The Isle of Wight is a geological gem with its 110km (68 mile) long coastline displaying a range of rocks dating from Lower Cretaceous to Oligocene age. Many of the sands and clays yield fossil bivalves and gastropods, and its famous dinosaur footprints attract much attention from geologists and tourists alike. Yet the scenic beauty of the island is the product of its differing strata, former earth movements and the erosive power of the sea and the rivers. The monoclinal fold that crosses the island forms the chalk downland ridge that ends in the splendid cliffs of Culver in the east and The Needles in the west. By contrast, the softer rocks produce low, slumped cliffs often cut by steep-sided chines or alternatively, on the north coast, branching estuaries and salt marsh creeks. With over 120 colour illustrations this book discusses the geological processes that created the island's distinctive landscape; it provides a field guide to the identification of rocks and fossils and includes details of nineteen itineraries to discover the geological examples and fossils discussed.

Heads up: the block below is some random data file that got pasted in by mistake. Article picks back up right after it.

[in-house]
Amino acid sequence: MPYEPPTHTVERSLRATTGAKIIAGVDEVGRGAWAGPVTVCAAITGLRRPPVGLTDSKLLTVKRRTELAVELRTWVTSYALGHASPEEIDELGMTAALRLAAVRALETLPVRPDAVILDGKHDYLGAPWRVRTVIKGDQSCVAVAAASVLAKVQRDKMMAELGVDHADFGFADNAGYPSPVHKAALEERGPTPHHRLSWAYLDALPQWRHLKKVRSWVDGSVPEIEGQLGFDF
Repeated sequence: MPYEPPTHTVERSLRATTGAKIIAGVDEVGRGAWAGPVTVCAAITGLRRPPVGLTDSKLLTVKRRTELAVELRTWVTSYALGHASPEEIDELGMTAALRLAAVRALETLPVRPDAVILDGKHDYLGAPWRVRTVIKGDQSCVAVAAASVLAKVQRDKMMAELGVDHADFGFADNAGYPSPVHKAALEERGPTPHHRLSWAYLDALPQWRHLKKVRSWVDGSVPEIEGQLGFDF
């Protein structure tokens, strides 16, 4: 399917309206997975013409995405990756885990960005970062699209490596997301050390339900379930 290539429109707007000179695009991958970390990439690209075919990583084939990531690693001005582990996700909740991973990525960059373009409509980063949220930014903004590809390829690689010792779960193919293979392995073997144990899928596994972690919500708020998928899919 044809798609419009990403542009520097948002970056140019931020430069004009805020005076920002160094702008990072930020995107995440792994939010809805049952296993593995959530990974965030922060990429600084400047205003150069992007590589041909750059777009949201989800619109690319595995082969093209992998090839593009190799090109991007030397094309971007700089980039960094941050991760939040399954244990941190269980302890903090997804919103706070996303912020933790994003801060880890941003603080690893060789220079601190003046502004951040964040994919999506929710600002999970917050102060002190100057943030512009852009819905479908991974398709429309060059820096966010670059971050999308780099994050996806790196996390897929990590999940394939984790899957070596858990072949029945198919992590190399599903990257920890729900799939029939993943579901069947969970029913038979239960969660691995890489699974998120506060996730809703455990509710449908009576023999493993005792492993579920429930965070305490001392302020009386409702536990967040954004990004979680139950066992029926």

John Downes has taught both Geography and Geology to college students for many years. He has also tutored Earth Science students of The Open University and geology groups within the University of the Third Age. He lives in rural Somerset where he continues to write on geological themes.
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